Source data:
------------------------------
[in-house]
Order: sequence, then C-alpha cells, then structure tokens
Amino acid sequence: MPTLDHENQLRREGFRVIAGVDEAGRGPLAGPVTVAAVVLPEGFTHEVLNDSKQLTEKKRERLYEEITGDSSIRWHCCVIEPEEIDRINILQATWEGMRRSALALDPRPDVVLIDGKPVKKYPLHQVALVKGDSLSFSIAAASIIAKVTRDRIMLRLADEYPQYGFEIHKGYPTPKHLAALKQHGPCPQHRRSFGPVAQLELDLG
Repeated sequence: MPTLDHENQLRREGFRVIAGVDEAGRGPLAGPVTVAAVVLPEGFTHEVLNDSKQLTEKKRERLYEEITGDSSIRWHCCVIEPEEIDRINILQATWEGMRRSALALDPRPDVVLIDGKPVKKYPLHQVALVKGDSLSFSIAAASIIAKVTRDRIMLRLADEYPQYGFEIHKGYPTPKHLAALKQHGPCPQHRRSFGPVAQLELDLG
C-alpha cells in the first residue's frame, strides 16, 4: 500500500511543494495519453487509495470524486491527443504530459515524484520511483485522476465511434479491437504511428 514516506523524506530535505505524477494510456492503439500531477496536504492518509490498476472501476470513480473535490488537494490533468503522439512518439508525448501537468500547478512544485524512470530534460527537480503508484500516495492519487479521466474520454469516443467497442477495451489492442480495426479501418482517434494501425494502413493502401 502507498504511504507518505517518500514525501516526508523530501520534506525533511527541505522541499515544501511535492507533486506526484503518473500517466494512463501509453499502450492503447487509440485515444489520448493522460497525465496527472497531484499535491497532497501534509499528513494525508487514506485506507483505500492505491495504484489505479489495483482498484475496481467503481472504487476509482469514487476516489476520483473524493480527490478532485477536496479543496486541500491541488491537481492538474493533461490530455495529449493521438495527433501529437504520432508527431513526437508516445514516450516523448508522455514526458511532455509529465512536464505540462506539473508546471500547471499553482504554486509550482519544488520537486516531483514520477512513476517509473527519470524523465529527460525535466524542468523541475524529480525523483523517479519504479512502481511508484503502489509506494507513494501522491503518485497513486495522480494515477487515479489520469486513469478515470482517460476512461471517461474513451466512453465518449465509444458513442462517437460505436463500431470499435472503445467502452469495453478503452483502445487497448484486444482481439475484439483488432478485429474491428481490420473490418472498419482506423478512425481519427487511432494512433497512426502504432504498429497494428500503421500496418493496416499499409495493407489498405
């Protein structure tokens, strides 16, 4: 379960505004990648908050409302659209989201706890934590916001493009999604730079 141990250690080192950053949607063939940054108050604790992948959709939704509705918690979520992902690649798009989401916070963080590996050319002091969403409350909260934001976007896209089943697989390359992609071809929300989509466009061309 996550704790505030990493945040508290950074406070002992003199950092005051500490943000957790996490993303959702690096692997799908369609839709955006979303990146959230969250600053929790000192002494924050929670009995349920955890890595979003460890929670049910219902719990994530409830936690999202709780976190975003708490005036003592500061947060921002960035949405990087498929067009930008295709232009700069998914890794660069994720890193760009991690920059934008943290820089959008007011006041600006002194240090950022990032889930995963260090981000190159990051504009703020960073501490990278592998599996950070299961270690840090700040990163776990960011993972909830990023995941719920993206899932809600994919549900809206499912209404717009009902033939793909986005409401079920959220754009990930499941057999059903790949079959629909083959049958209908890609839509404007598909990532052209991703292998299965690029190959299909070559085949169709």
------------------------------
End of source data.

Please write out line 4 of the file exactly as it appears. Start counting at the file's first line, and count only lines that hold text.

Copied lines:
Repeated sequence: MPTLDHENQLRREGFRVIAGVDEAGRGPLAGPVTVAAVVLPEGFTHEVLNDSKQLTEKKRERLYEEITGDSSIRWHCCVIEPEEIDRINILQATWEGMRRSALALDPRPDVVLIDGKPVKKYPLHQVALVKGDSLSFSIAAASIIAKVTRDRIMLRLADEYPQYGFEIHKGYPTPKHLAALKQHGPCPQHRRSFGPVAQLELDLG